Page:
Four sub-species of Cutthroat evolved from the only trout native to Utah. The Bear Lake cutthroat strain is the only one that is not distinguished by their crimson slash along the ... morelower jaw. Although they are often mistaken for Rainbow Trout, they lack the iridescent pink stripe or the white tipped pelvic and anal fins of the rainbow trout.
The cutthroat trout is in the family Salmonidae native to cold-water tributaries of the Pacific Ocean, Rocky Mountains, and Great Basin in North America. It's a member of the Pacific ... moretrout, a group that includes the widely distributed rainbow trout. Cutthroat trout are popular fly fishing gamefish. The common name "cutthroat" refers to the distinctive red coloration on the underside of the lower jaw.

Cutthroat trout usually inhabit and spawn in small to moderately large, clear, well-oxygenated, shallow rivers with gravel bottoms. The 14 subspecies are found in four evolutionary groups—Coastal, Westslope, Yellowstone and Lahontan.
Almost any rod and reel heavier than a light spinning outfit is suitable for striped bass fishing. The lighter the tackle, the greater the sport, of course. Under certain conditions, ... morehowever, fairly heavy tackle is desirable. For example, heavy tackle is generally necessary in charter boat fishing to prevent undue fouling of lines, and in certain types of deep-water fishing involving the use of heavy sinkers. 

The novice should consult one of the bait and tackle stores in the striped bass fishing area for information about the types of leaders, hooks, and sinkers used by striped bass anglers. To avoid catching too many undersized stripers, it is advisable to use hooks at least half an inch between the point and the shank. Fewer small fish will swallow the large hooks, so serious injuries will be reduced. Remember, for successful bait fishing, it is generally necessary to keep the bait near the bottom. Strong tidal currents are usually present on striped bass fishing grounds; therefore, it is particularly important to have a varied assortment of sinkers, so the amount of weight can be adjusted to match the changing strength of the current. Striped bass may be caught either by bait fishing or trolling. In the Delta, threadfin shad are probably now the most common bait. The shad are usually placed on the hook split and folded with the flesh side out. Sardines, anchovies, bloodworms, and pile worms are also popular baits in the Delta. Drift fishing with live bait - usually shiner perch or anchovies - is popular in the San Francisco Bay area. Sculpins (bullheads) and oriental gobies (mudsuckers) are frequently used in San Pablo and Suisun bays, either alive or dead. Trolling methods are specialized and it is advisable to observe this method of fishing in operation before attempting it. Many types of plugs, jigs, and spoons are used in trolling, frequently in double combinations.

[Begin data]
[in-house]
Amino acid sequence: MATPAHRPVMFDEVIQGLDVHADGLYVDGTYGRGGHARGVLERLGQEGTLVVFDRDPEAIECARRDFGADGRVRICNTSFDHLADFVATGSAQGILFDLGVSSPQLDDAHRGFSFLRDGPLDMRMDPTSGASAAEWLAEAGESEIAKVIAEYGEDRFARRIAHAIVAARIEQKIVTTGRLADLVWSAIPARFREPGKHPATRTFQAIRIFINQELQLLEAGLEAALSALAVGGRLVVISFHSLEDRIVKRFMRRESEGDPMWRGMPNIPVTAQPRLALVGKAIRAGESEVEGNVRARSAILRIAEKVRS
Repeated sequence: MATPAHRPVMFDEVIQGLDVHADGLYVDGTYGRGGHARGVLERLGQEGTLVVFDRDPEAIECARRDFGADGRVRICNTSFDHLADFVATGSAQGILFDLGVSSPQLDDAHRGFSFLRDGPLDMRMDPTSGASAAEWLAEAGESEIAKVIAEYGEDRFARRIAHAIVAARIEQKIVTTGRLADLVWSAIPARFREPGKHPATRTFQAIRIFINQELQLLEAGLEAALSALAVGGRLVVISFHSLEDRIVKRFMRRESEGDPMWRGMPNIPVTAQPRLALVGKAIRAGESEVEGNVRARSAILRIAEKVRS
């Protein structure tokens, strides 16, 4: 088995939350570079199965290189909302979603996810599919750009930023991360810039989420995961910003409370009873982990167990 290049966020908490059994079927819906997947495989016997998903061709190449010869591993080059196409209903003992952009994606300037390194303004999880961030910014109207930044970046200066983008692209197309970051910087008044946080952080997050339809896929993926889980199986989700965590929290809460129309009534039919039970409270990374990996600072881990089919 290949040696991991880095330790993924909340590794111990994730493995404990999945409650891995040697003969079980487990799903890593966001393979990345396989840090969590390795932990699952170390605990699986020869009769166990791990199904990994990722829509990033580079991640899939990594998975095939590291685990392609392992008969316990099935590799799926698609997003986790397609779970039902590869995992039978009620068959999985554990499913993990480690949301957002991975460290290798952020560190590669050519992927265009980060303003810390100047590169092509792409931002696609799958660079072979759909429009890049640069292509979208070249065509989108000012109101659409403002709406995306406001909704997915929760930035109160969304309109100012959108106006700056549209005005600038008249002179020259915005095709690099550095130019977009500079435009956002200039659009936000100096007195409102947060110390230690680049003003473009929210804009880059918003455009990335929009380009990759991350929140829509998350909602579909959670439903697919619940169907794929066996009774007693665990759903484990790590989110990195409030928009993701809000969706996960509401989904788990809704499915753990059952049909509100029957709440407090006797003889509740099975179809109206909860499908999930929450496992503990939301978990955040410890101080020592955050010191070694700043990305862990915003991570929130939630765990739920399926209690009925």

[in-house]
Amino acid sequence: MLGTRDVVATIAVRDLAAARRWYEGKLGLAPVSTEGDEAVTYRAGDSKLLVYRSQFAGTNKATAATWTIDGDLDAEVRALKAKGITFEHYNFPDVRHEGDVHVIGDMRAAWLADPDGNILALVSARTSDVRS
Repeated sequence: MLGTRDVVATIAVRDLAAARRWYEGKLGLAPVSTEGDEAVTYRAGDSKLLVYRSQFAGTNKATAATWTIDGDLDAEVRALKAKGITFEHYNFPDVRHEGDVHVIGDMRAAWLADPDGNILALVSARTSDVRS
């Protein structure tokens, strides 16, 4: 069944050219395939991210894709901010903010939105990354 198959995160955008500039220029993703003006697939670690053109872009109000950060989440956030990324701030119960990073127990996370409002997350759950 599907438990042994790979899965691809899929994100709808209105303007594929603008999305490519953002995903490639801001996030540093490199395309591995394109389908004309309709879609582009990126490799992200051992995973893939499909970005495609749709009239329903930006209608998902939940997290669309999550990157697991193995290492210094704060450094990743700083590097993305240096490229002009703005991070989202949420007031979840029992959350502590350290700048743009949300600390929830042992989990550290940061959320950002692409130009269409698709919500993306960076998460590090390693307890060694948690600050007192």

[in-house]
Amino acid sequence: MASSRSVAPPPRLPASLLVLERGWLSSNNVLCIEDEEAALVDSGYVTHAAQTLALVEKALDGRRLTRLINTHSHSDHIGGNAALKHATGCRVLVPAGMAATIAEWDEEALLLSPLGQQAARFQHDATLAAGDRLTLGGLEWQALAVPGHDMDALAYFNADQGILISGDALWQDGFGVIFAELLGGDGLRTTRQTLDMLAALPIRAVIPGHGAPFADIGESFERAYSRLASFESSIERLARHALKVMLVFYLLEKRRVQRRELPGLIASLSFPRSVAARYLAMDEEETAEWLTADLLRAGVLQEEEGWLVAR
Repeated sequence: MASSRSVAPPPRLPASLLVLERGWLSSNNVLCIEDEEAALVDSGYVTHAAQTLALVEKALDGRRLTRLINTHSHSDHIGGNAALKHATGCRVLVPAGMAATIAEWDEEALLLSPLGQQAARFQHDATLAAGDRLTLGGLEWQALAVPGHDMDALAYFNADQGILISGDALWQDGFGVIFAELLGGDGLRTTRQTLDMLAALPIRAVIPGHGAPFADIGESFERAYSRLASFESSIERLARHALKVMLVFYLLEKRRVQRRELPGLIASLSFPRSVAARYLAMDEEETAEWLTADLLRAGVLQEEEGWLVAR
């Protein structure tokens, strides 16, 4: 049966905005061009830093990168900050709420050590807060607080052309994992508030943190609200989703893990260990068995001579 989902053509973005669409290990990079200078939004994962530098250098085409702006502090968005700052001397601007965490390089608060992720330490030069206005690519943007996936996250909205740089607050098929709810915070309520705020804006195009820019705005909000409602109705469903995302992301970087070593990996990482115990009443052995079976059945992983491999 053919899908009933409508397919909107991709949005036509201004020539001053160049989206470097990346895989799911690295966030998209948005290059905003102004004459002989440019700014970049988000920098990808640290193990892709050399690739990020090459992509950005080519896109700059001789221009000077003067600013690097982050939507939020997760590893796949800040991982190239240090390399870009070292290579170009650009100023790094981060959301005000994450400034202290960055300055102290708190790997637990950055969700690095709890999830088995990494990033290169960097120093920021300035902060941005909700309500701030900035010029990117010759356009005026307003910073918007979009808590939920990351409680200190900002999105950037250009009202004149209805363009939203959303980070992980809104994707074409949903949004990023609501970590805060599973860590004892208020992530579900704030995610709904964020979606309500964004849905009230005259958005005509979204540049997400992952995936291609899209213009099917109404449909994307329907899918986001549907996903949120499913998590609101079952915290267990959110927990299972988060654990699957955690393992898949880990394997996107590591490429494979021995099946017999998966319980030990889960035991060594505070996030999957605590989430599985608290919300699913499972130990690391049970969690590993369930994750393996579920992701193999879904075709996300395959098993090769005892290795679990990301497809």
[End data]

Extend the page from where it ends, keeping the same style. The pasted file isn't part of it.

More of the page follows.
The Bonneville cutthroat trout, is a race, or subspecies, of the cutthroat trout native to the Bonneville Basin of Utah, Wyoming, Idaho, and Nevada. Pure Bonneville cutthroat trout ... moreare rare throughout their historic range, but several Utah populations exist, including populations in Bear Lake and Strawberry Reservoir. Major threats to the Bonneville cutthroat trout include habitat loss/alteration, predation by and competition with nonnative fishes, and hybridization with nonnative fishes, such as the rainbow trout. Because of the many threats to the Bonneville cutthroat trout, the subspecies is included on the Utah Sensitive Species List.

Bonneville cutthroat trout primarily eat insects, but large individuals also eat fishes. Like other cutthroat trout, the subspecies spawns in streams over gravel substrate in the spring. The Bonneville cutthroat trout can be found in a number of habitat types, ranging from high-elevation mountain streams and lakes to low-elevation grassland streams. In all of these habitat types, however, the Bonneville cutthroat trout requires a functional stream riparian zone, which provides structure, cover, shade, and bank stability.
Dozens of lakes surrounding Grand Lake Stream and Weatherby's are home to trophy smallmouth bass